Deck Log Entry # 227 The Silver-Age Challenge---the Legion of Super-Heroes Edition II . . . Answers!

I expected a Legion quiz to get a robust response, and you fellows didn't disappoint.  Lots of lively speculation on the possible right answers and, in at least two cases, answers other than the ones I intended, but had to rule them correct.  We'll get to those in due time.

 

As most of you know, I don't indulge in trick questions.  No "How many months have twenty-eight days?" stuff because the idea is to test your Silver-Age knowledge, not to outwit you with semantics.  That doesn't mean that you don't have to consider the wording.  I choose my words carefully, mostly to avoid confusion, but sometimes for other purposes.  I do set up certain questions expecting (or, perhaps, hoping) the players leap to a particular---and particularly wrong---response.

 

Most of you didn't fall for any of the snares I designed in this year's challenge, though there was some dissention over what the not-so-obvious correct responses were.  And there was one which stumped absolutely no-one.

 

On the other hand, one of the more straightforward questions, nobody got right.  (Although one of you came so very close, just one name too many.)  That hasn't happened since my Superman quiz back in 2014.  That's how sharp you guys are.

 

Perhaps the thing which makes the Legion of Super-Heroes so popular, both for the quizmaster and the quiz-takers, is that, even limited to the Silver Age, the series had a rich, expansive history.  Unlike other DC series of the time, the Legion experienced actual and constant development.  Legionnaires were added, expelled, killed, maimed, and transformed.  They were involved in romantic relationships.  They had parents and family.  Occasionally, a character from one of their backgrounds, decent or criminal, would pop up.

 

Not only did the series have depth, it had breadth.  Even taking Superboy/man out of consideration, there wasn't a title edited by Mort Weisinger that the Legion didn't touch.  In Superboy, Legionnaires made sporadic guest appearances, and when they didn't, there was always Lana Lang (Legion Reservist) and Pete Ross (honorary Legionnaire) to remind you of the Super-Hero Club.  Jimmy Olsen, also an honorary member, regularly appeared in his own title, plus Superman and Lois Lane and Action Comics, where full-fledged Legionnaire, Supergirl, occupied the back-up feature.  The Composite Superman received the powers of twenty Legionnaires from a set of their statuettes, enabling him to kick the asses of Superman and Batman in two memorable issues of World's Finest Comics.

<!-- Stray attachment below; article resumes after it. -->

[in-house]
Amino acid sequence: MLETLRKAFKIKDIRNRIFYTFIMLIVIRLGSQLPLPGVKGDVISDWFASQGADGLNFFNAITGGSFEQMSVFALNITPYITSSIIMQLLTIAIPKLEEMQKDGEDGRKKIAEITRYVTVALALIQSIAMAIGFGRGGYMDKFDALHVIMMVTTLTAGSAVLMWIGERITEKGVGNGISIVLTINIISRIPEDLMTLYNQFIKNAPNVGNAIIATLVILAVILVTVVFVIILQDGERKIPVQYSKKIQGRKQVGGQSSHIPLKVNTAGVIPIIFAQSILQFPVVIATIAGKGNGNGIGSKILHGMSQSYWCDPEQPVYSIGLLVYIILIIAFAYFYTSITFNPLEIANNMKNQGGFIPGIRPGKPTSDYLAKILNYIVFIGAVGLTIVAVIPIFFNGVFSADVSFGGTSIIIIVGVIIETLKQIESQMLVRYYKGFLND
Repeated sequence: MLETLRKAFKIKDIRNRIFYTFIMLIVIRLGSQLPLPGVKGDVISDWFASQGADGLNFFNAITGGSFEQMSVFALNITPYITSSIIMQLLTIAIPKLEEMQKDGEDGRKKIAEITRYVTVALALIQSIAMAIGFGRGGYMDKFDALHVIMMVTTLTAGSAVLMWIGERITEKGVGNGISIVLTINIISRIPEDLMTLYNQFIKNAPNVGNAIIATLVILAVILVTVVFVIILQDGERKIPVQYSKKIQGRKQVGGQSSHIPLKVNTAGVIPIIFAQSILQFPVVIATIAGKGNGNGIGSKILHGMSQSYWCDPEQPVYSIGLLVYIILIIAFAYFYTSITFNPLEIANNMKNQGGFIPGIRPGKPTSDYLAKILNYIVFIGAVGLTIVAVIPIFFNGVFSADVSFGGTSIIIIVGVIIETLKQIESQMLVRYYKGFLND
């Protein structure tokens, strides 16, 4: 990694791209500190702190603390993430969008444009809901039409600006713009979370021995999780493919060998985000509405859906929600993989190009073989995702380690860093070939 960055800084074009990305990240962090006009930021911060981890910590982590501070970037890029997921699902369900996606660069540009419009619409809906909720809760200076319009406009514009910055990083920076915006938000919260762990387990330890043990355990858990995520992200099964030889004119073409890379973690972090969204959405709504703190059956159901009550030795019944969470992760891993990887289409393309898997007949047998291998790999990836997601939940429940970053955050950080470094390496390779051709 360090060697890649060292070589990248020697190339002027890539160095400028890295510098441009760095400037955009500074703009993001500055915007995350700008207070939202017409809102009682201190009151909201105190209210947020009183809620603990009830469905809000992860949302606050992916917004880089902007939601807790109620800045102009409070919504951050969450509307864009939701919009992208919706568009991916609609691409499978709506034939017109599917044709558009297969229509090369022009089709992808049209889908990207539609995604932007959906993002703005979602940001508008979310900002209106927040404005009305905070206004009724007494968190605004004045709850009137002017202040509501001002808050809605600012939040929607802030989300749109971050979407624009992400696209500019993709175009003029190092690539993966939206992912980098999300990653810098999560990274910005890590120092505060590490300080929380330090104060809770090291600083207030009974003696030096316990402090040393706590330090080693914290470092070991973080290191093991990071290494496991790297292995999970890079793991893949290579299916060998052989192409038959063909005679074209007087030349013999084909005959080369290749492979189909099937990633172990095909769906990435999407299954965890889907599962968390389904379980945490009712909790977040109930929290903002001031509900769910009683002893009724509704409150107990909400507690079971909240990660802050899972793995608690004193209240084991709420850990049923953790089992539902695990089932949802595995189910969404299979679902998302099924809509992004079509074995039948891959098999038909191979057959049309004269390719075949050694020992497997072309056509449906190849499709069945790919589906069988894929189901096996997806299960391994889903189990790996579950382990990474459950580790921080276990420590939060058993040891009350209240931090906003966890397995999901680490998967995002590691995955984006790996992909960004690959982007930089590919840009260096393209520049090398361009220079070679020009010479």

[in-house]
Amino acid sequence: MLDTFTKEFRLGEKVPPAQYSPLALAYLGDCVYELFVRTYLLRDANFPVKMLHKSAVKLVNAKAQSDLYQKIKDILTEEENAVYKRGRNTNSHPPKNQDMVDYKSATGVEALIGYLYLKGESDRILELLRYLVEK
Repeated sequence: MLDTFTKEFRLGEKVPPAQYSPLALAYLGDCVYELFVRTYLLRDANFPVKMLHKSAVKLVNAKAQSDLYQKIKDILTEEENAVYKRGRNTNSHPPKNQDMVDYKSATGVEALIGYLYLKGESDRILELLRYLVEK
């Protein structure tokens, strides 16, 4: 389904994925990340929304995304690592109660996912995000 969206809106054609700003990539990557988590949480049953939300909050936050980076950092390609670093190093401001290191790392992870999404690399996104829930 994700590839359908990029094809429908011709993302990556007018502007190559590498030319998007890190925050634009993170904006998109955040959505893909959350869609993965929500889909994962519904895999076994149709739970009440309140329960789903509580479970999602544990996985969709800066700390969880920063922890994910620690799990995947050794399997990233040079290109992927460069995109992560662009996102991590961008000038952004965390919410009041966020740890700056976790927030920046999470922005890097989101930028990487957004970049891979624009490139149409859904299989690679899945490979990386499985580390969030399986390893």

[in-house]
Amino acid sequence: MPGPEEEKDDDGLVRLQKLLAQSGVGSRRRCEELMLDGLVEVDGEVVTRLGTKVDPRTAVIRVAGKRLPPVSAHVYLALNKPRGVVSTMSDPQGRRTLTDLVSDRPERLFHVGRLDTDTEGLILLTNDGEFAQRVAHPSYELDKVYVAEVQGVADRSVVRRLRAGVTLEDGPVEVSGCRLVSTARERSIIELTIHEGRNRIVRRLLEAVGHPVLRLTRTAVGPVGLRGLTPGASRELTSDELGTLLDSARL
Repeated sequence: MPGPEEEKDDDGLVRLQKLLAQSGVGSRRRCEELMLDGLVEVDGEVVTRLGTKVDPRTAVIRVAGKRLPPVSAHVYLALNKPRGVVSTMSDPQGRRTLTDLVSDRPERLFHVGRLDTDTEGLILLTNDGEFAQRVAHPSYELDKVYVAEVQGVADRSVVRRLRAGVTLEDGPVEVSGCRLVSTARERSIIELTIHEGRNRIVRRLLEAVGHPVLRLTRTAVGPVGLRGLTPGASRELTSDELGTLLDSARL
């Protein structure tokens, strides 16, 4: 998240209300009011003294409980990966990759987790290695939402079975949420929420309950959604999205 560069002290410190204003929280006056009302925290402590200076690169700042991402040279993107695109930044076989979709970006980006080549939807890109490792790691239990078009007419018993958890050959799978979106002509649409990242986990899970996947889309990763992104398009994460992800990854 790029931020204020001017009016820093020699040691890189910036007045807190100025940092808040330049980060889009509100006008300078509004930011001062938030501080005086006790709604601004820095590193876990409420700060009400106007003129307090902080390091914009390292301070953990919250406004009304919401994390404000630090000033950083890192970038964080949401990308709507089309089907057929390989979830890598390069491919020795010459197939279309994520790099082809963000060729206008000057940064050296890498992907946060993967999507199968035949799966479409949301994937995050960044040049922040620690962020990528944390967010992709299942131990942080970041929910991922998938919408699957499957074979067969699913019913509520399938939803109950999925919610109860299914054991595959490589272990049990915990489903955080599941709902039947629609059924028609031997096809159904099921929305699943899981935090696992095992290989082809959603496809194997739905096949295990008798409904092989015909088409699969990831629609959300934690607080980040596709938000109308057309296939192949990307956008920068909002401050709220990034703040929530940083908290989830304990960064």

That allowed for a treasure trove of Legion lore, eagerly soaked up by the fans and capitalised upon by writers of trivia quizzes.  Consider:  I've done two Silver-Age challenges on the Legion of Super-Heroes; yet, I've never done one on my favourite Silver-Age series, the Justice League of America.

 

O.K., enough blather.  It's time to reveal how you folks did.  I'll reserve the one that everybody missed until last just to keep the interest.

 

 

 

1.  Who was the first non-charter member of the Legion of Substitute Heroes?

 

This was one of my replacement questions and the one I liked because of its "Hey, I didn't know that!" factor.  Color Kid is set up as the obvious answer, but Fraser Sherman and Peter Wrexham weren't fooled.  They both knew that Dream Girl was the first non-charter member of the Substitute Heroes.

 

Philip Portelli went with Color Kid, but he allowed that there might be some blurring over the exact order of the next three Subs to join after the original five.  That might be why Luis Otavio de Moura Dantas went with Star Boy.  But the order of joining is evident, if one looks at panel two of the last page of "The Legionnaire Who Killed, from Adventure Comics # 342 (Mar., 1966).